Benzodiazepine, or benzo, withdrawal happens when a person suddenly stops taking benzodiazepine drugs, which doctors do not recommend. The withdrawal symptoms, which vary in severity, typically begin within 24 hours and may last from a few days to a few months.
Benzodiazepines are a group of drugs called nervous system depressants. People may take them to treat anxiety or sleeping issues. Common benzos include:
- alprazolam (Xanax)
- diazepam (Valium)
- clonazepam (Klonopin)
- lorazepam (Ativan)
These drugs are habit-forming and can easily result in physical dependence. This dependence may lead to a difficult withdrawal if the person chooses to stop taking the drugs.
Withdrawal symptoms may vary from person to person, although there are some common symptoms.
People looking to get off benzos should do so under the guidance of a healthcare professional, who may recommend coping strategies and other tools to make the withdrawal process more comfortable.
There is no definitive guide to the symptoms, timeline, or severity of benzo withdrawal. Each individual may experience withdrawal differently, depending on factors such as:
- duration of taking benzodiazepine drugs
- misuse of prescription
- using the drug without a prescription
- having an underlying mental health condition
- taking other drugs at the same time
- misusing other drugs or alcohol
There are three possible phases for benzo withdrawals, each with an estimated timeline. A person should always withdraw from benzos under the guidance of a healthcare professional. They should never quit benzos suddenly without first consulting a professional and developing a plan with them.
Early withdrawal symptoms, sometimes called rebound symptoms, occur shortly after a person stops taking benzodiazepines.
A person’s withdrawal symptoms often depend on the half-life of the drug. Withdrawal symptoms from short-acting drugs, such as Xanax, may come on faster than withdrawal symptoms from long-acting drugs, such as Valium.
During the early stages of withdrawal, the person may notice the symptoms of the condition that the drug was treating start to return, or rebound. For example, symptoms of anxiety or insomnia may come back or get worse without the drugs.
Practices such as drug tapering or using other drugs to help ease withdrawal may make early withdrawal symptoms milder and more manageable.
Acute withdrawal begins after the initial withdrawal symptoms, generally within a few days. Symptoms generally last 5–28 days, though some may last for several months.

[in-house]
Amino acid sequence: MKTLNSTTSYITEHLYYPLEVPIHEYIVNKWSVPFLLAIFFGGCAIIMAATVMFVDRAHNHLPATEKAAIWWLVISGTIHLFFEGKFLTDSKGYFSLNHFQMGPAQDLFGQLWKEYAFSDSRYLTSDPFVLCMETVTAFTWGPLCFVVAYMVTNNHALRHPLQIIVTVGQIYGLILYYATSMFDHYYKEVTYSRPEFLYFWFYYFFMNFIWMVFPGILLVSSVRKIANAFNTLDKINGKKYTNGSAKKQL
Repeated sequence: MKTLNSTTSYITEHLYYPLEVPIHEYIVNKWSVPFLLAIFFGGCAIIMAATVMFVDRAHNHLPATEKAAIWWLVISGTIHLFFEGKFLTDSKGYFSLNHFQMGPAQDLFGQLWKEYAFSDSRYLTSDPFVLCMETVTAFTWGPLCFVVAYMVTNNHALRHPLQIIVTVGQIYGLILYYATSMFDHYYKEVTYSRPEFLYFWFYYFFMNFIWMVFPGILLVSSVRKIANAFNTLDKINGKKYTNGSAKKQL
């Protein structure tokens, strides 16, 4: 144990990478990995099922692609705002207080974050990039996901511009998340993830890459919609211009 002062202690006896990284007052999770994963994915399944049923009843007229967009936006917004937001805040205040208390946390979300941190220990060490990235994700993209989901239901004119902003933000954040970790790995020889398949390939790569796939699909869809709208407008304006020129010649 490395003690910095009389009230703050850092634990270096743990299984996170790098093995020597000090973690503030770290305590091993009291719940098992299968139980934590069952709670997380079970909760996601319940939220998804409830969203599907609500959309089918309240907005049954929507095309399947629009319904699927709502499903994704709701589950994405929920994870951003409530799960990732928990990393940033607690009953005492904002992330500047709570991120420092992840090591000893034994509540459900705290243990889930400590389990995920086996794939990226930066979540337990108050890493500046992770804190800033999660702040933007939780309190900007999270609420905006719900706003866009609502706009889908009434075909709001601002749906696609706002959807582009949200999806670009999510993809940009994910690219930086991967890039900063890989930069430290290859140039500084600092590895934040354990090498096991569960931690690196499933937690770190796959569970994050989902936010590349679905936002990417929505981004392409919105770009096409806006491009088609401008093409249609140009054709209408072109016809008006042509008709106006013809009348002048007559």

Most of the withdrawal symptoms will occur in this phase. People who have been through acute withdrawal often say that this phase is the most difficult.
During the acute withdrawal phase, doctors may monitor the person and recommend other drugs to control problematic symptoms.
Although many symptoms subside after the acute withdrawal phase, lingering side effects are possible.
Research in the British Journal of Clinical Pharmacology notes that an estimated 10–25% of people who use benzos for extended periods experience withdrawal symptoms that last for 12 months or longer.
Protracted withdrawals may cause their own set of symptoms, often called post-acute withdrawal symptoms, or PAWS. These include:
- poor concentration
- loss of sex drive
- mood swings
These symptoms may be troubling or affect a person’s quality of life. Some symptoms may appear without warning and can be a significant source of distress.
Supportive counseling and other targeted therapies or medications may help a person manage the symptoms and improve their quality of life.
The symptoms of benzo withdrawal can vary, depending on many factors.
Benzodiazepines are generally not intended for long-term use. Withdrawal symptoms may begin after as little as 3–6 weeks of use, even when a person uses the drugs as the doctor directed.
Withdrawal symptoms may be mild in people who take the drugs for short periods. However, there is still a possibility of severe reactions and withdrawal symptoms.
Research showed that 40% of people taking benzos for longer than 6 months experienced moderate-to-severe withdrawal symptoms.
Although not everyone will experience the same symptoms, some are more common. These include:
- physical aches and pains that can range from uncomfortable to severe
- abnormal sensations, such as the feeling that bugs are crawling on the skin